You are truly in for quite the experience when visiting Tuscan Kitchen and Tuscan Market in Burlington.  Service was impeccable.  The space, which seats over 530 inside and over 100 outside, was gorgeous with dark wood and dim lighting in the dining areas, an open kitchen where you can watch the magic behind handmade pasta, breads, Italian cheeses and pastries.  The cafe/market area in the front of the restaurant boasts many artisan products including whole dried herbs, balsamic vinegars, olive oils, cured meats, cheeses, and so much more from regions like Tuscany, Bologna, and Napoli.


On this particular evening, my pro camera was actually dead so for pics of the antipasti, primi, and secondi, freelance journalist and our table guest, Rachel Lebeaux (@RachJournalist), a freelance writer/contributor for Boston Globe, Serious Eats, and TableCritic and an all around fun gal, gave me permission to use her photos.  All other pics are my own.

Upon arrival, we were greeted with a glass of prosecco and delicious hors d'oeuvres.

Serving Parmigiano Reggiano with balsamic vinegar
Octopus crostini

Butternut squash, Parmesan, and Balsamic vinegar drizzled crostini

Before entering the formal dining room.  We were seated in the bar area where we enjoyed affettati misti while admiring the grand wine cellar behind glass and the nitrogen wine preservation system allowing Tuscan Kitchen to serve high end wine by the glass.

Wine cellar (above) and nitrogen wine preservation system (below)
Affettati Misti

Housemade porchetta, Fig jam, 24 month Prosciutto di Parma, Parmigiano Reggiano, local truffle honey, Housemade burrata, and Artisan stone hearth breads.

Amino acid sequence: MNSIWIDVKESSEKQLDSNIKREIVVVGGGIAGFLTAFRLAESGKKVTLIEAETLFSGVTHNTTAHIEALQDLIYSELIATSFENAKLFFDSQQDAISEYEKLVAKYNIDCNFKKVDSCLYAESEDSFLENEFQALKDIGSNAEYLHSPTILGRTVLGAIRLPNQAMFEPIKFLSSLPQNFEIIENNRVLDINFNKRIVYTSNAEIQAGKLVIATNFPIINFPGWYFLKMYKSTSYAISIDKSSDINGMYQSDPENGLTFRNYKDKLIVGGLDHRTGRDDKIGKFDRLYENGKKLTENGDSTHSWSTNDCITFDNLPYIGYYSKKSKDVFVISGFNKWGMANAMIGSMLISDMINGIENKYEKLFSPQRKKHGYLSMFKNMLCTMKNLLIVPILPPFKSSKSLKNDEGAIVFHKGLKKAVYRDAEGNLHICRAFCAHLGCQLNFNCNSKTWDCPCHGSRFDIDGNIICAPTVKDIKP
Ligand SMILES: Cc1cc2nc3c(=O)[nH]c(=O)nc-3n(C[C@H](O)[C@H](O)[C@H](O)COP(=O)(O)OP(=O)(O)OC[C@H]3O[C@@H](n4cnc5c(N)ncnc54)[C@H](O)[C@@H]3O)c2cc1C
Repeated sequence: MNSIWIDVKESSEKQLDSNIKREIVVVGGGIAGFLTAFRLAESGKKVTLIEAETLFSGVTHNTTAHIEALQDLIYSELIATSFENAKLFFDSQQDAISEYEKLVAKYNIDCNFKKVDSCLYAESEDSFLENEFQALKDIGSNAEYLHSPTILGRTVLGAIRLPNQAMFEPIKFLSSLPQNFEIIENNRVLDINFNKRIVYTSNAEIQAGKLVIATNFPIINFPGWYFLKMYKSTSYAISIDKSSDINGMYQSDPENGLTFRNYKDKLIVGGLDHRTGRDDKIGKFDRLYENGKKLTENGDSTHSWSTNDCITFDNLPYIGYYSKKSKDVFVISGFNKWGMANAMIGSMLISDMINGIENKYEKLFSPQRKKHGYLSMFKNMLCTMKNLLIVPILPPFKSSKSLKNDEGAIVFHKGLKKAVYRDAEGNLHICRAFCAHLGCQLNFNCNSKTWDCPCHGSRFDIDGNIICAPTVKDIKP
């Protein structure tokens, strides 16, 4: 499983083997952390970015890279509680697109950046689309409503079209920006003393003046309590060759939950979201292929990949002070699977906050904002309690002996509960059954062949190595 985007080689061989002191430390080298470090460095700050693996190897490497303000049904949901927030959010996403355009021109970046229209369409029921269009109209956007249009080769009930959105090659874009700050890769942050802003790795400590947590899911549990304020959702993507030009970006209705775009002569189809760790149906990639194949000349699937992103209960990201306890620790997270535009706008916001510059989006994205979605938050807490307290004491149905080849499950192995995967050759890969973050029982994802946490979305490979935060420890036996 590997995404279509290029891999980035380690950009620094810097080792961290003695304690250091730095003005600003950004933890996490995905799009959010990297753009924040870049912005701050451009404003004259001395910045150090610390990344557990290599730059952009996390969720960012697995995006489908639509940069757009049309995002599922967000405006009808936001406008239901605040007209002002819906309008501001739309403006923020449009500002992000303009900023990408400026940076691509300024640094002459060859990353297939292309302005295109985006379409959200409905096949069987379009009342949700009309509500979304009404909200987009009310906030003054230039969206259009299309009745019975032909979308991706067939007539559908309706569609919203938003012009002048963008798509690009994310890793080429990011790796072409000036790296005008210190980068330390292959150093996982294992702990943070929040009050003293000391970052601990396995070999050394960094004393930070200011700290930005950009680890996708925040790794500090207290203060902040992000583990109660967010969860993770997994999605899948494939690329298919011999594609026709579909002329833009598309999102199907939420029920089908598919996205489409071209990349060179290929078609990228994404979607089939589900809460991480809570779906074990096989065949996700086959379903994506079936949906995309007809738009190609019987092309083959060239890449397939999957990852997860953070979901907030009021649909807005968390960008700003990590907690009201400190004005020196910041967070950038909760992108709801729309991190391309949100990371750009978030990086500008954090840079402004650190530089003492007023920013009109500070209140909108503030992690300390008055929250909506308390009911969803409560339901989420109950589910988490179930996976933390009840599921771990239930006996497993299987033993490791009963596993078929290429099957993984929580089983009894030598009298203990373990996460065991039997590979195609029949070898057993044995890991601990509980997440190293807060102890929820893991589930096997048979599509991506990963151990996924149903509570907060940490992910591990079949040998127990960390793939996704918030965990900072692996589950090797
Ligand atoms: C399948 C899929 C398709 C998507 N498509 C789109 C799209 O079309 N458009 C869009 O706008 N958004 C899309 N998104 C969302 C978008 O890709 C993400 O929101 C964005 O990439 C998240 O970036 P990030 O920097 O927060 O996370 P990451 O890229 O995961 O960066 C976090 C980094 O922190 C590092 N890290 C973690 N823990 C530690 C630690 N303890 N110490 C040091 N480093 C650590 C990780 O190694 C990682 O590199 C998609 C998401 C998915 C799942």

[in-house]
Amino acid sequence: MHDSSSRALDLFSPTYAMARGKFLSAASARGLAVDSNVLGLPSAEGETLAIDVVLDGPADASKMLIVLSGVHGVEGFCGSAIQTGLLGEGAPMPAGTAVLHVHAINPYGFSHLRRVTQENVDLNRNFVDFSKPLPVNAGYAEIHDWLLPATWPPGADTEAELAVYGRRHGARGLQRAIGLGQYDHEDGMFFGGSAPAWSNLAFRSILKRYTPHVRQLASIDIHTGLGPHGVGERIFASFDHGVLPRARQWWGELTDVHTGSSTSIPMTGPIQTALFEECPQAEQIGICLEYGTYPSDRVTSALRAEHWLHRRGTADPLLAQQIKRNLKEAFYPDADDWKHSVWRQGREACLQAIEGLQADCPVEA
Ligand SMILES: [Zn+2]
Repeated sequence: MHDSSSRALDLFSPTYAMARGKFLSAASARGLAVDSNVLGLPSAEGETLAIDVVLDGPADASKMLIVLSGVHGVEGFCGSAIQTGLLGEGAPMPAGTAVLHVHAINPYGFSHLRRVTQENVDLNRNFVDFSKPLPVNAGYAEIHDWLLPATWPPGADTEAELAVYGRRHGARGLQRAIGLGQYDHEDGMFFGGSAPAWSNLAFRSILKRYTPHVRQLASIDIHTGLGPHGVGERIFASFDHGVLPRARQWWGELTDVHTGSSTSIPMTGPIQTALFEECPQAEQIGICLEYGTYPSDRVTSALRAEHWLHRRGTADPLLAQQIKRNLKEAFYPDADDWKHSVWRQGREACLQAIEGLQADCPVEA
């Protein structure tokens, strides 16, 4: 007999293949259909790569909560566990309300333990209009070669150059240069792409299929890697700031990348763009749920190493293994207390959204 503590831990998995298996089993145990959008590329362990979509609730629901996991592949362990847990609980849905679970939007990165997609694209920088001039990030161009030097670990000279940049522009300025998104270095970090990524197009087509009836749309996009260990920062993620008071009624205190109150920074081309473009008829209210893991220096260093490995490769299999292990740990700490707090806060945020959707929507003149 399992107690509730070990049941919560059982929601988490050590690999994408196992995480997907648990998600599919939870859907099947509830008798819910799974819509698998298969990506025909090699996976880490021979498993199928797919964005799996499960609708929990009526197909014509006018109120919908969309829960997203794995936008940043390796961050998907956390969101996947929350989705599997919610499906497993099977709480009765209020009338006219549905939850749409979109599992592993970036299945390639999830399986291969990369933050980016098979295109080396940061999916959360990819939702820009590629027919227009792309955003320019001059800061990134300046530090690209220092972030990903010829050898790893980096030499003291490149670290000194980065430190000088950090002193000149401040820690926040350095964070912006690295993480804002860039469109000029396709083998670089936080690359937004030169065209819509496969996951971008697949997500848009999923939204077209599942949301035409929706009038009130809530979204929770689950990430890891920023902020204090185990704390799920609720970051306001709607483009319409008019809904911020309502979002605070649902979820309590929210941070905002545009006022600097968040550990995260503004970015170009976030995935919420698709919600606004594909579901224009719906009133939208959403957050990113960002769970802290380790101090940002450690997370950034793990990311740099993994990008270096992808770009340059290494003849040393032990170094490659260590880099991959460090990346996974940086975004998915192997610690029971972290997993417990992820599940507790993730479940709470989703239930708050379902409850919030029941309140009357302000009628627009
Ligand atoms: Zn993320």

Crostini di Granchio
Wild caught Jonah crab, Grilled ciabatta, Semi roasted tomatoes, Pickled mustard seed

Tonno Crudo
Navel orange, Calabrese peppers, Crispy prosciutto, Extra virgin drizzle

Photo Credit: Rachel Lebeaux
I have become a fan of Jonah crab over the last few years and see it on menus around New England regularly.  The Jonah crab (native to the Atlantic waters off of Massachusetts, Rhode Island, and Maine) delivers a sweet, delicate, almost flaky claw meat that plays well with many ingredients. I really enjoyed TK's preparation with the mustard seed adding a brilliant acidity.


Canneloni di Vitello
Thin sheets of Rosemary pasta stuffed with slow braised veal breast, Wilted spinach, and Tuscan bean mista

Truffled Mascarpone Gnocchi
Wood roasted mushroom, Fava beans, Shaved Pecorino tartufo

Photo Credit: Rachel Lebeaux

It's always a pleasure when gnocchi is made lightly, does not stick to your hard palate or in your molars.  TK serves a slight gnocchi that does not loose the heartiness you expect from the potato pasta, but also does not leave you too full and keeling over.  The rosemary canneloni was also light and filled with shreds of juicy veal.


Pan roasted cod steak
Rock shrimp, Sweet pea saffron risotto, Herb leek butter crust

Photo Credit: Rachel Lebeaux

I must say that cod is one of my least favorite fish. It is difficult to avoid living here in New England, but Tuscan Kitchen serves a great cod dish elevated by herbs and wonderful flavors.

Filetto di Manzo
10 ounce wood grilled filet, Caramelized garlic "Riduzione", Truffled Parmigiano fingerlings, Brussel Sprout & Pancetta slaw

An assortment of luscious Italian pastries and house made gelato ended the night on a perfect note.